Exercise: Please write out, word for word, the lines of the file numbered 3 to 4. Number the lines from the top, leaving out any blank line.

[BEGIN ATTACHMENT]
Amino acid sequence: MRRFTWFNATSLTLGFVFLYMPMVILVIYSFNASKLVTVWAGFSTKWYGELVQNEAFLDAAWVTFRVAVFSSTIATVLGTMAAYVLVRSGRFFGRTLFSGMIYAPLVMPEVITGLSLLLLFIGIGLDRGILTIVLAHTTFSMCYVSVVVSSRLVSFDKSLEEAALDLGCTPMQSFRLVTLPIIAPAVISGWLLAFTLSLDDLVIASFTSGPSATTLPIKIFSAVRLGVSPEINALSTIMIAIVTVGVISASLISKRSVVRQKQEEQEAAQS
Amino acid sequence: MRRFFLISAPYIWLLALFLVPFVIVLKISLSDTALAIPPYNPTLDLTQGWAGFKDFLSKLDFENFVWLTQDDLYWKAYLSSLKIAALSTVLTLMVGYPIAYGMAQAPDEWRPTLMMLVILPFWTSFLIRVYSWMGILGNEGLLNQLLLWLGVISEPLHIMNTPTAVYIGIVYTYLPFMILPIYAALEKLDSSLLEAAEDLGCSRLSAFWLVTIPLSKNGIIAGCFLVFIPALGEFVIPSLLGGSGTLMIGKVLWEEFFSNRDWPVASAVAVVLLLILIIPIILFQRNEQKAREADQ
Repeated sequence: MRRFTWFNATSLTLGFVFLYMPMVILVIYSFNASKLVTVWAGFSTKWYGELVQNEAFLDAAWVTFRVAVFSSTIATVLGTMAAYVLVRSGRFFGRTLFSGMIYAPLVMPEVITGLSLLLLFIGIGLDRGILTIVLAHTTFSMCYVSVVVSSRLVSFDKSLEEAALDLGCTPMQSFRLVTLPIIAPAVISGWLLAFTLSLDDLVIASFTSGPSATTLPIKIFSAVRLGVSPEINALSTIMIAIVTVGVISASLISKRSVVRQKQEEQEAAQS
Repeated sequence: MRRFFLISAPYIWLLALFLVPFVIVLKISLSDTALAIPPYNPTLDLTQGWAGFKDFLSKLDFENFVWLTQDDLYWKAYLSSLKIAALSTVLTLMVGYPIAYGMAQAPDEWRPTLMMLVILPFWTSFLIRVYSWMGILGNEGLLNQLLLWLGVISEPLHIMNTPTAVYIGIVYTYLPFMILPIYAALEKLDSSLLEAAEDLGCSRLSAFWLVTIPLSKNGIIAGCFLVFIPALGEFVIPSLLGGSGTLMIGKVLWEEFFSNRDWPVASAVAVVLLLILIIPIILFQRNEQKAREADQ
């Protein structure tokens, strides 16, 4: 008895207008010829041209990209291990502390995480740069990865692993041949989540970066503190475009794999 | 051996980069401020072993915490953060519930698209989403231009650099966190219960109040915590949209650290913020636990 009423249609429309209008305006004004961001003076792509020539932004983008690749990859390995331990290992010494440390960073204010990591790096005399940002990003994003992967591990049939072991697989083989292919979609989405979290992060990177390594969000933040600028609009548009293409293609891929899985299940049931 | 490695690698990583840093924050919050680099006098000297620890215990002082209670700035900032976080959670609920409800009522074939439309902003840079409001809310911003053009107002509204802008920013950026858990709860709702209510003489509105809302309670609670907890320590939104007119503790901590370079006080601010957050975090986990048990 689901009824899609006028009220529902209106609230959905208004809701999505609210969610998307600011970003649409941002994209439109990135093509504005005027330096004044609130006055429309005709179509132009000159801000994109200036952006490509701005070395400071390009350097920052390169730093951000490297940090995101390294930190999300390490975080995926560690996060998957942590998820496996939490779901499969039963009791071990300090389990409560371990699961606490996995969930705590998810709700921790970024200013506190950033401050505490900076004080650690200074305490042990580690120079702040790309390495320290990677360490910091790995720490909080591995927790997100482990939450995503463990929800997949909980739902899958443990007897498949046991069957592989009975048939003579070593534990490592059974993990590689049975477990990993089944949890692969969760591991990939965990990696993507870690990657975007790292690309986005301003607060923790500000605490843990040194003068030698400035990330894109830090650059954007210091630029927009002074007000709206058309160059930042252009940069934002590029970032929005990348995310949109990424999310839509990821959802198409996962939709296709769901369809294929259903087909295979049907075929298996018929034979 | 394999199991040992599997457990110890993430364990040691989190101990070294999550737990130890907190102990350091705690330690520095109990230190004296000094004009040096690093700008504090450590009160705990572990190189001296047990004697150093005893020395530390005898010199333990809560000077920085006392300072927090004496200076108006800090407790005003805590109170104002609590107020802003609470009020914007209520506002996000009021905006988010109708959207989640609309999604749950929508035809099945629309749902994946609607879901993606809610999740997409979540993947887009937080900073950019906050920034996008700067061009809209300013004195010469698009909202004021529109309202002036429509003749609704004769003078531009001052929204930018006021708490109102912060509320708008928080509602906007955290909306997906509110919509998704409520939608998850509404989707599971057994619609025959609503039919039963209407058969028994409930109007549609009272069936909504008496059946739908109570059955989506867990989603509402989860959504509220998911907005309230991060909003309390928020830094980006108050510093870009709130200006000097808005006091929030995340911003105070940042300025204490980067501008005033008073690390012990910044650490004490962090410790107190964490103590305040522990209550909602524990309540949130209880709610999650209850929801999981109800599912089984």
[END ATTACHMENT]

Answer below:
Repeated sequence: MRRFTWFNATSLTLGFVFLYMPMVILVIYSFNASKLVTVWAGFSTKWYGELVQNEAFLDAAWVTFRVAVFSSTIATVLGTMAAYVLVRSGRFFGRTLFSGMIYAPLVMPEVITGLSLLLLFIGIGLDRGILTIVLAHTTFSMCYVSVVVSSRLVSFDKSLEEAALDLGCTPMQSFRLVTLPIIAPAVISGWLLAFTLSLDDLVIASFTSGPSATTLPIKIFSAVRLGVSPEINALSTIMIAIVTVGVISASLISKRSVVRQKQEEQEAAQS
Repeated sequence: MRRFFLISAPYIWLLALFLVPFVIVLKISLSDTALAIPPYNPTLDLTQGWAGFKDFLSKLDFENFVWLTQDDLYWKAYLSSLKIAALSTVLTLMVGYPIAYGMAQAPDEWRPTLMMLVILPFWTSFLIRVYSWMGILGNEGLLNQLLLWLGVISEPLHIMNTPTAVYIGIVYTYLPFMILPIYAALEKLDSSLLEAAEDLGCSRLSAFWLVTIPLSKNGIIAGCFLVFIPALGEFVIPSLLGGSGTLMIGKVLWEEFFSNRDWPVASAVAVVLLLILIIPIILFQRNEQKAREADQ